Trailer ☆ The Lost Baggage of Silvia Guzmán PDF by ò Mike Robbins Update bumped this up to 5 stars as I m changing my rating system in my head This novel is not about politics, drugs or asylum seekers Although these themes are prevalent in much the same way as hypocrisy, greed, selfishness and fear We live in a world where all this exists This is a novel about Silvia.
Silvia s father had a plan for her to move on in life He set it up, she was going to have a successful life away from the troubled unnamed South American country she called home However, a traumatic event occurred the evening before she was due to leave, which triggered the spiral of events that place Silvia in situations beyond her control.
Silvia s character is passive and unassuming, she quietly goes with the flow without upsetting anyone, including herself Unfortunately, not many characters, especially the ones who are supposed to care, want to know about this quiet young lady.
Through her quiet, thinking, moments we are taken back to her life growing up and who Silvia was before the chaos Her country, family and friendships are all disclosed to the reader as flashbacks from events at a particular point in the novel I didn t struggle with the times shift as I think the author blended these smoothly and efficiently.
This is a thought provoking tale where the author does not shy away from shocking scenes and sensitive themes How he portrays them though is by cleverly allowing the reader to reach their own conclusions I also particularly enjoyed the vivid atmospheres that the author creates with his expansive use of colours, light and sounds, so that I felt exactly in that place and time with Silvia.
I wasn t expecting to feel so emotional at the end I admit to having a tear in my eye For Silvia.
Many thanks to the author for providing a free copy in exchange for an honest review.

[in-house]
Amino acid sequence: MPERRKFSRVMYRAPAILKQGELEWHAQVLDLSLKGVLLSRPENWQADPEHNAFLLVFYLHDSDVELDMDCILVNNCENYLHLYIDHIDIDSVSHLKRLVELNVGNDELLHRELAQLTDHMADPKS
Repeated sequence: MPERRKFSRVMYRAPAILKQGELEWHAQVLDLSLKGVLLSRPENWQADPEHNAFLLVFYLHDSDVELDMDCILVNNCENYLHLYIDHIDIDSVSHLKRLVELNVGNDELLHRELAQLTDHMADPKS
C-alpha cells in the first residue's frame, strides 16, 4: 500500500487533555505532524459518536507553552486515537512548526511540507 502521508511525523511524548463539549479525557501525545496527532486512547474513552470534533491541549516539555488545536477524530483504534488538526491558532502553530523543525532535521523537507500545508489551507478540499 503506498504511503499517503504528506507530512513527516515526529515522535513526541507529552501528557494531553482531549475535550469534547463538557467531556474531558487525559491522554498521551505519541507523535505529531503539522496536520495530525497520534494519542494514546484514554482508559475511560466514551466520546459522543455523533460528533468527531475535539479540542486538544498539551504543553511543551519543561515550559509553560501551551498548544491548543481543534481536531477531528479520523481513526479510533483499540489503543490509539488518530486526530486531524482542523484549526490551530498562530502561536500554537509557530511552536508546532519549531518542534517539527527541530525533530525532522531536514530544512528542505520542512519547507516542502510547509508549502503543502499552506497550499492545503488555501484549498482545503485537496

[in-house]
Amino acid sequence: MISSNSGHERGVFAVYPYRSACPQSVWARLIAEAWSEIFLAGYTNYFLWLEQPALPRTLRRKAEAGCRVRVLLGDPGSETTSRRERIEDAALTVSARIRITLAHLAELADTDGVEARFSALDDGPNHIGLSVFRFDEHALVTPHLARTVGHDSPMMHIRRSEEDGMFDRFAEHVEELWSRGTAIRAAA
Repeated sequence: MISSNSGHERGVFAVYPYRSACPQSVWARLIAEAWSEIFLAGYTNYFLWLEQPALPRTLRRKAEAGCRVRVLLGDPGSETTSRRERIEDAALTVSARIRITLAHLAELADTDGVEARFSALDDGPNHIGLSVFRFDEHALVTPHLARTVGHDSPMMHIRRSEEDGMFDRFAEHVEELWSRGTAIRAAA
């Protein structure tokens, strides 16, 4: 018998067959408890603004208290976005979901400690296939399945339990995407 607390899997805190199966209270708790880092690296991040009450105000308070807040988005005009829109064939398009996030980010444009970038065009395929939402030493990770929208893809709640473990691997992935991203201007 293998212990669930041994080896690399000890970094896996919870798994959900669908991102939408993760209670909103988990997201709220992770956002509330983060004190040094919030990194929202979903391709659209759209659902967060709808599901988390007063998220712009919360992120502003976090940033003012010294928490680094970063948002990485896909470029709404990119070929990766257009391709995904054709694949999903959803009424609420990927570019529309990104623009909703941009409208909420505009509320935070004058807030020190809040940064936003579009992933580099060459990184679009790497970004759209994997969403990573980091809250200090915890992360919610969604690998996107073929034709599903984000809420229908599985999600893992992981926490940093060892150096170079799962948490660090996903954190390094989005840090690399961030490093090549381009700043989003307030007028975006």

They came to Silvia s house, this one night, just before she was supposed to leave They destroyed her life, her family and suddenly Silvia is fleeing the country and arrives in London In the house, of the only contact in London her father gave her, lives someone else Without knowing anyone in this for Silvia alien country, she ends up, first in a refugee house, and then with a British family Even though nightmares keep her awake at night she manages to take care of the little boy of the family, works as a housekeeper and finds her way in this different culture and big foreign city While the first impression is that she found a place to stay safe with a family, the reader realises fast that they exploit Silvia Instead of helping her to overcome her trauma and assisting her in starting a new life, the couple is not interested much in Silvia as a person but rather as a neo colonial way of using her as a slave The the story of Silvia continues the we learn about the persons in Silvia s past and present life and get into different compelling storylines With every chapter it becomes difficult to stop reading, as the characters evolve and their stories come together.
This book tells the story of Silvia s journey, about her struggles being a refugee in London, about the people she meets and how the world around her is often very different from the first impression one has of it While Silvia is the main character of the book, it discusses themes than Silvia and her search for stability and safety Even though written in the 90s, this story is timely than ever This book is about people, their struggles in life, their problems, egos, and peeling their characters in a fascinating way with every chapter until the true person is visible It is about how refugees are treated and perceived, how refugees are exploited and about hypocrisy, greet and selfishness It relates to our contemporary debates of asylum seeking and the struggles refugees have to live through And just when you think you know Silvia and the other characters in her life, the author surprises you with another chapter of how the story of Silvia and the people of her life end.